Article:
● Meanwhile, nurse practitioners who specialize in pediatric acute care provide the same kinds of services but focus on infants, children, and adolescents.
Acute care nurse practitioner duties
The specific responsibilities of acute care nurse practitioners can vary not only by their area of clinical focus but also by their work environment, such as whether they practice in a hospital, private practice, or public health clinic. With that said, their duties will generally encompass the following:
● Evaluating patients who are experiencing sudden or acute symptoms
● Performing physical exams and ordering diagnostic tests to develop a diagnosis
● Designing and implementing a treatment plan, sometimes autonomously and sometimes in collaboration with a physician
● Prescribing medication as needed
● Following up with patients to ensure that their recovery is going as expected and addressing any complications from treatment
What is a family nurse practitioner?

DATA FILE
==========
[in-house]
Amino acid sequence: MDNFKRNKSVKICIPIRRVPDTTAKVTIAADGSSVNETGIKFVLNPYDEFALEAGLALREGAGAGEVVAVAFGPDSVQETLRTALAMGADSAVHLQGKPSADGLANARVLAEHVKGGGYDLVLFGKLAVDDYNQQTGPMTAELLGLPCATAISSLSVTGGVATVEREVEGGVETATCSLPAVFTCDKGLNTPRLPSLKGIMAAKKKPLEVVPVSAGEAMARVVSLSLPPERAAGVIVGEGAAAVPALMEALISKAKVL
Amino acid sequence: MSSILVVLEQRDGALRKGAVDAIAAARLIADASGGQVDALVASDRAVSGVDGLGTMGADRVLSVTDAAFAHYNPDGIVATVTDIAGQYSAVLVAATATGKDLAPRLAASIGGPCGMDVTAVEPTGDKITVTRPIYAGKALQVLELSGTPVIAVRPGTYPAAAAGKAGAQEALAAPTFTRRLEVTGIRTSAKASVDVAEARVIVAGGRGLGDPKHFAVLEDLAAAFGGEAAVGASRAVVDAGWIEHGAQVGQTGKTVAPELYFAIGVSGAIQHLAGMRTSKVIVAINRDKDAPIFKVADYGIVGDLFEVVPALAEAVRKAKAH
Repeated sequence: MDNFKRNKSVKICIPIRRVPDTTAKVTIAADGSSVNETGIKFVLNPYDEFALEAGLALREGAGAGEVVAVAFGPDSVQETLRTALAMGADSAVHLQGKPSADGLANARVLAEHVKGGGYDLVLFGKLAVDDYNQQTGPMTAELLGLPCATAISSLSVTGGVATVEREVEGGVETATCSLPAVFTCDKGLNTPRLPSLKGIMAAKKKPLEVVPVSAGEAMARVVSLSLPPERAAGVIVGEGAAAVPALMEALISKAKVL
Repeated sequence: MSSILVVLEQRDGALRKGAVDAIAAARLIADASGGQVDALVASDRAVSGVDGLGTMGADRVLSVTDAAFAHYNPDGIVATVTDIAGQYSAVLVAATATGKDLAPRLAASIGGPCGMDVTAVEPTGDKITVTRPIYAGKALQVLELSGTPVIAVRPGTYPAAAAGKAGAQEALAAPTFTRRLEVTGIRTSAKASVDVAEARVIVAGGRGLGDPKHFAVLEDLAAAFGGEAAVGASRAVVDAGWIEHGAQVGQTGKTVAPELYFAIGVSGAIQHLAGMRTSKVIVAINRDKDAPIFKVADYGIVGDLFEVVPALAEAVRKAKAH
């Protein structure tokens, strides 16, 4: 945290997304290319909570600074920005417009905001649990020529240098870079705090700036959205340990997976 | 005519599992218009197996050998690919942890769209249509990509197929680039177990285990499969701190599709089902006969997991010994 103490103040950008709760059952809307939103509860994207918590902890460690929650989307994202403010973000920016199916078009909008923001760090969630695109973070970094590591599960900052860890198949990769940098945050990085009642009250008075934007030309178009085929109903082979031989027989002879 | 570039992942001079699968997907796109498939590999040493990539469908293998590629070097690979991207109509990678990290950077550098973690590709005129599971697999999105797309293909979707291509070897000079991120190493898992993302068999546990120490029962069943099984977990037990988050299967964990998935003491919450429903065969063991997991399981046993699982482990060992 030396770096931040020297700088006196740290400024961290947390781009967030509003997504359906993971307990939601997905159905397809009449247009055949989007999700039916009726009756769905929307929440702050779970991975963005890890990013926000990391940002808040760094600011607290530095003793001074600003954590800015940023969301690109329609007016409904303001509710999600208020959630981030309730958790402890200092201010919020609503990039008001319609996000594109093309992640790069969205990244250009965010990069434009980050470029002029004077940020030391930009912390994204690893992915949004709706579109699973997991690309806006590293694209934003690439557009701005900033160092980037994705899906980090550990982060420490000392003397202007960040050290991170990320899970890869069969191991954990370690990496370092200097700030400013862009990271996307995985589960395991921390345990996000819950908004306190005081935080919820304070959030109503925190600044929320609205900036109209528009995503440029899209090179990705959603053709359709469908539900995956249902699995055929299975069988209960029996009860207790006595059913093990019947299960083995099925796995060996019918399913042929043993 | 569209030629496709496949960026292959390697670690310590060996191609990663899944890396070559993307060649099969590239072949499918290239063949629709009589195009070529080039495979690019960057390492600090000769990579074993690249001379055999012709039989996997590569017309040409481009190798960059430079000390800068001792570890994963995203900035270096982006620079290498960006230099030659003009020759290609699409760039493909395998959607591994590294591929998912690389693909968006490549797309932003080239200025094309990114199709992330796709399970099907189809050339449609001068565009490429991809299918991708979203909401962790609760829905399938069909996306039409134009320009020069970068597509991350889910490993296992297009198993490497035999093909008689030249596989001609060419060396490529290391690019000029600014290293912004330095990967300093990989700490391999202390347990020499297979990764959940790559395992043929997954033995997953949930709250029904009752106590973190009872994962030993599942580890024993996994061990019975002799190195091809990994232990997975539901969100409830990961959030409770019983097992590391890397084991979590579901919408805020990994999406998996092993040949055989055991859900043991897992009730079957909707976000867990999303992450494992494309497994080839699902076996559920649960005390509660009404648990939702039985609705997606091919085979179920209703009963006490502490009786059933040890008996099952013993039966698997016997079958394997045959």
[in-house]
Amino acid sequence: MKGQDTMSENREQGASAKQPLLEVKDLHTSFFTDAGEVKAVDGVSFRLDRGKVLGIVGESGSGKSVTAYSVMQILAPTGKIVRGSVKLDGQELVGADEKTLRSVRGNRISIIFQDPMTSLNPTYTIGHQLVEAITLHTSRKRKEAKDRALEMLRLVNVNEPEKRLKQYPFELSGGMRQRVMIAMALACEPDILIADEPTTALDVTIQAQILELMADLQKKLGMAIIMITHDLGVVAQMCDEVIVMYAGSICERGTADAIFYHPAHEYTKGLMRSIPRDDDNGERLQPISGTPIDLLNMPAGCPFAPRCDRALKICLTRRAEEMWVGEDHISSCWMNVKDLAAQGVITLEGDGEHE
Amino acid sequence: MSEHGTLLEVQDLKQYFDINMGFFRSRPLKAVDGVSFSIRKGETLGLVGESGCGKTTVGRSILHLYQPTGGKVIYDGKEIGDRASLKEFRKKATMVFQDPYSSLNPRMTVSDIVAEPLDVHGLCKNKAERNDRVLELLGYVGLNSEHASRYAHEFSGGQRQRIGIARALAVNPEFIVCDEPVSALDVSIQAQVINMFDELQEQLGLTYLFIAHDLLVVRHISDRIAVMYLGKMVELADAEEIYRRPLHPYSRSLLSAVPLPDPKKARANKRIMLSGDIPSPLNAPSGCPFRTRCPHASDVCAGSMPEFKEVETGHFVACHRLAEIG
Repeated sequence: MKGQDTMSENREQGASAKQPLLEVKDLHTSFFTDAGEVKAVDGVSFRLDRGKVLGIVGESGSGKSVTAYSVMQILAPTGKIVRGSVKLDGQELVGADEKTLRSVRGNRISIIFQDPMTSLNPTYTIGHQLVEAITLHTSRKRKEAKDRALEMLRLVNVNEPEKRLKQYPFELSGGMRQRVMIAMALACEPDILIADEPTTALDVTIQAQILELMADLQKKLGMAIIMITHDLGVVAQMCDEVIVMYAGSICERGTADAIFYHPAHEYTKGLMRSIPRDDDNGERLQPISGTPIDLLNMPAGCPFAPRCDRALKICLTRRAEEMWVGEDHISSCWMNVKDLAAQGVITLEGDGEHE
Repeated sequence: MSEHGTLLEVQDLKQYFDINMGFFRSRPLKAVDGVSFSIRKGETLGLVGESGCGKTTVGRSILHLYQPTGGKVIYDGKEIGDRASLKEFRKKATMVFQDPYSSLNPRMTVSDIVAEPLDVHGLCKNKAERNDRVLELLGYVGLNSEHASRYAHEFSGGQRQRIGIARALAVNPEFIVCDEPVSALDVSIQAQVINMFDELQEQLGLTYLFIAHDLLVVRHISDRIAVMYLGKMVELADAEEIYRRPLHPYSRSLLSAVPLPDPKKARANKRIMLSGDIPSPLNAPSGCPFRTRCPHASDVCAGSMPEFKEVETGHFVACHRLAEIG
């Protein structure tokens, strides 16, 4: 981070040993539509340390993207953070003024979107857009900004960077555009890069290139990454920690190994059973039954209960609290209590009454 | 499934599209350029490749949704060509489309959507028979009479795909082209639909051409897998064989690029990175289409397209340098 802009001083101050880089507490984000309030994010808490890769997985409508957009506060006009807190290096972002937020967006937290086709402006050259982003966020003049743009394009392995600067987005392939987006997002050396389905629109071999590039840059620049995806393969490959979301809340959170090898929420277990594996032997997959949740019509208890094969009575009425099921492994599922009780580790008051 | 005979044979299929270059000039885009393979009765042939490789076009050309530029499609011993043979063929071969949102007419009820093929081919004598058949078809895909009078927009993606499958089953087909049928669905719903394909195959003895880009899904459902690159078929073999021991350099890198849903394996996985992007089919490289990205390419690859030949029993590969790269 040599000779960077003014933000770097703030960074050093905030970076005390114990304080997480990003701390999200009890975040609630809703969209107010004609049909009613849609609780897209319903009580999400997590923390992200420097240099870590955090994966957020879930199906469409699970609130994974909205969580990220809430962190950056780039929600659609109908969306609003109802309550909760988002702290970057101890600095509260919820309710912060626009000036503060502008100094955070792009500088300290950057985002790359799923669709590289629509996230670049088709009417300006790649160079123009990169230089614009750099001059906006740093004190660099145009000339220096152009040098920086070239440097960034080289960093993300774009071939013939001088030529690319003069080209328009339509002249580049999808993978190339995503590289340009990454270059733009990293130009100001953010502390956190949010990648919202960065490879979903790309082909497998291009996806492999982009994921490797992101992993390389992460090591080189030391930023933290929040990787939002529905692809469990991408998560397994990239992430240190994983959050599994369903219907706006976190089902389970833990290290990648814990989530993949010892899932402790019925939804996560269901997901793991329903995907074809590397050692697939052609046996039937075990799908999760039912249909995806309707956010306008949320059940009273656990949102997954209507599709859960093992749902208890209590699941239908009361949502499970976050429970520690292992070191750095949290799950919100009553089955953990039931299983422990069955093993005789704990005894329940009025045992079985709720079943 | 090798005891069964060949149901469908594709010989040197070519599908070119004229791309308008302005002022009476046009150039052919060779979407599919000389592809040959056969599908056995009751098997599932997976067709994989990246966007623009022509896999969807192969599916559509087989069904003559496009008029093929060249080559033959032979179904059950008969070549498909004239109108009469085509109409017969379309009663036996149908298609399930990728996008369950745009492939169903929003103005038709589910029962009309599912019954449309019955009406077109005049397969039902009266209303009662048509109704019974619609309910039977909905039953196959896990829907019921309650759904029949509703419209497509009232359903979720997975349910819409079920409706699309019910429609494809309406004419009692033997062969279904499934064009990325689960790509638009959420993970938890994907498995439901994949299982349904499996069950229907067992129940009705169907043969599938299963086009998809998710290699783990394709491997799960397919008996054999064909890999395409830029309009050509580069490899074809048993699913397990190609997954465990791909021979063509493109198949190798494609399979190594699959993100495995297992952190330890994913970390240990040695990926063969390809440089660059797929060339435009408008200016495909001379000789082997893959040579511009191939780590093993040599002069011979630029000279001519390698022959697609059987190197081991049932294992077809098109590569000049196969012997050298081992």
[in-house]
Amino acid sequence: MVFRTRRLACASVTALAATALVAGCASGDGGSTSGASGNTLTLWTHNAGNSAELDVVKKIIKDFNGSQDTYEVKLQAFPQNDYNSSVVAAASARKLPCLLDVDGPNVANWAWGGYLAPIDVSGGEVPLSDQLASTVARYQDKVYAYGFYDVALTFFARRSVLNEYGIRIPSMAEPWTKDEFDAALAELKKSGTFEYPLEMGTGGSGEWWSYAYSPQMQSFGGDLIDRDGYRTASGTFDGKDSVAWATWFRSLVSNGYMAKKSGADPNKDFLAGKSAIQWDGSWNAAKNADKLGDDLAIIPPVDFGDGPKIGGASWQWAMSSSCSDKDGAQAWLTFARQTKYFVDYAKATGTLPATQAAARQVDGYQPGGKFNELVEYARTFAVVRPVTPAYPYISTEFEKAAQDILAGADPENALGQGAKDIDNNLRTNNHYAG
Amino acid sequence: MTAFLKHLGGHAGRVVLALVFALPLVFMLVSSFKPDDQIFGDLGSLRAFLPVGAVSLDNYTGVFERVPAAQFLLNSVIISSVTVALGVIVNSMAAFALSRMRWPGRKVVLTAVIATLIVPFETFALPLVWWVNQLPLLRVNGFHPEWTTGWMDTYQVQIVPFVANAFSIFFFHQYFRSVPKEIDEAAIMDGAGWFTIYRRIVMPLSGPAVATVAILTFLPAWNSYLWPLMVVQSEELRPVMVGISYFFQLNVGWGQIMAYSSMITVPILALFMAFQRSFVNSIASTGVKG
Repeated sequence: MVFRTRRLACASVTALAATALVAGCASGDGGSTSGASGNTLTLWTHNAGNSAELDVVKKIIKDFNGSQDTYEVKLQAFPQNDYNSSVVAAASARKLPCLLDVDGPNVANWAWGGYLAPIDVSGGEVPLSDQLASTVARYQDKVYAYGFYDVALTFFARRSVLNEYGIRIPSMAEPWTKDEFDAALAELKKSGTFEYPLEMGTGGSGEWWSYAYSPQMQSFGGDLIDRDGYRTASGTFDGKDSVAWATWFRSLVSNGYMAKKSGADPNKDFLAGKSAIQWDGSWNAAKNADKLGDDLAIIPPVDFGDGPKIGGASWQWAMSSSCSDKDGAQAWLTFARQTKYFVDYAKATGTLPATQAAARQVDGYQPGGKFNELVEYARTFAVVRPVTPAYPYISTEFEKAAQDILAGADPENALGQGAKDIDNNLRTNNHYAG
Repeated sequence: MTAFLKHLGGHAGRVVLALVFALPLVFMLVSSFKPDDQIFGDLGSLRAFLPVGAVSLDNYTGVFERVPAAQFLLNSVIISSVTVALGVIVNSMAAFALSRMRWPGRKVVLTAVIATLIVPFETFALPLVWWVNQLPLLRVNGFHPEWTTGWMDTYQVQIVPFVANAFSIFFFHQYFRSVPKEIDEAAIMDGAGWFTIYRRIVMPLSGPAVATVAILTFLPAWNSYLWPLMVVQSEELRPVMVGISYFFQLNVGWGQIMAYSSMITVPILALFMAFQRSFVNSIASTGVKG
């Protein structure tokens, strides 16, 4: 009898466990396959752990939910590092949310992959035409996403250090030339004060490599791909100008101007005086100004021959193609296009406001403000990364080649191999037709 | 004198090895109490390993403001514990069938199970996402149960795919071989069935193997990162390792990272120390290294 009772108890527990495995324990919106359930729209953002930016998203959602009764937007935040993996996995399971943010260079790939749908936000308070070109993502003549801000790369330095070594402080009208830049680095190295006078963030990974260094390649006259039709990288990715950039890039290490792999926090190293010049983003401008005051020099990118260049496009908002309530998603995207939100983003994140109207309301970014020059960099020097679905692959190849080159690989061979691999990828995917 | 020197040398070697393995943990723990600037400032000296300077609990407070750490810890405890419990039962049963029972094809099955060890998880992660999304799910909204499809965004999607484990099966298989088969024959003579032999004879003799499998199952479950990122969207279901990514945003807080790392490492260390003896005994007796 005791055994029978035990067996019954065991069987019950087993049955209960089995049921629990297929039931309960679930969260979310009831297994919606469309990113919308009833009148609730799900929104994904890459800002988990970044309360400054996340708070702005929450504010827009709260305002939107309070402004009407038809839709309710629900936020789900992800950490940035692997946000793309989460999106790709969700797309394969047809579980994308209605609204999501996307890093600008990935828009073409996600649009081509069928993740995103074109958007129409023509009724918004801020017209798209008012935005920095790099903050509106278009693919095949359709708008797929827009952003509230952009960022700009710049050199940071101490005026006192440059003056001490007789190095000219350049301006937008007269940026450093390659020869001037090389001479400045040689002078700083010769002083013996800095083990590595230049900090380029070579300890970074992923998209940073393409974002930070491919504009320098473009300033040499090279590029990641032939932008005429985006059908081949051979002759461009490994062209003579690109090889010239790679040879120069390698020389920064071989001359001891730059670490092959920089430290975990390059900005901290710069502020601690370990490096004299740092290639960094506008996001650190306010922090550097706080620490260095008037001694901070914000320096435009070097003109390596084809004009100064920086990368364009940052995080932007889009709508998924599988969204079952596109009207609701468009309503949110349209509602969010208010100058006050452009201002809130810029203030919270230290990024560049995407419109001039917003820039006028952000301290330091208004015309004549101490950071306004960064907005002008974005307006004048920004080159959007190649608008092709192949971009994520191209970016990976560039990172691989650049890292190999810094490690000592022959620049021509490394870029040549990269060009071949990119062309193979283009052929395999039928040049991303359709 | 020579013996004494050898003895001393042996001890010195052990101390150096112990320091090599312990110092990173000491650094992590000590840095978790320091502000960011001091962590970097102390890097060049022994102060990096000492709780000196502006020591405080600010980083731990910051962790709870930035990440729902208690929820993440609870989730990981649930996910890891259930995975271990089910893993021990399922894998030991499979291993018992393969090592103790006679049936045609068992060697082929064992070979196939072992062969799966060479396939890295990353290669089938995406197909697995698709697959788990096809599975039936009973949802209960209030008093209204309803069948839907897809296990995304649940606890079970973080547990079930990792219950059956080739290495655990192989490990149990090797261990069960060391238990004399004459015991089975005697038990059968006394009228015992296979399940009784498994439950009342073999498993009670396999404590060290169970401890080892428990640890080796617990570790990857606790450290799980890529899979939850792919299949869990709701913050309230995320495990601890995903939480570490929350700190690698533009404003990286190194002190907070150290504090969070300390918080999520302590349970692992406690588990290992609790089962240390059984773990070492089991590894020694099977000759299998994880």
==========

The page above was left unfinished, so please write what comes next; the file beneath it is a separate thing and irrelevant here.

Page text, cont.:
To better understand acute care nurse practitioner vs. family nurse practitioner roles, let’s review the latter.
What does a family nurse practitioner do?
Family nurse practitioners (FNPs) are advanced practice registered nurses (APRNs) who receive additional training and education, empowering them to diagnose and treat patients with much greater independence and autonomy.
FNPs will generally focus more on promoting a healthy lifestyle, providing basic health education, and helping their patients prevent disease. Unlike an acute care nurse practitioner, an FNP may see patients over many years, functioning as their general provider. FNPs may also play a more active role in managing chronic conditions. An FNP may see patients of all ages, from children to older adults.
Family nurse practitioner duties and responsibilities
An FNP is likely to see patients in private practice, a hospital setting, or a public clinic. The specific duties involved with this role may vary but will generally encompass the following:
● Performing routine evaluations and checkups to ensure that patients are healthy
● Promoting healthy lifestyle choices, from sound nutrition to regular exercise
● Advising patients about how to prevent disease or injury
● Developing and implementing treatment plans, whether for short-term or chronic conditions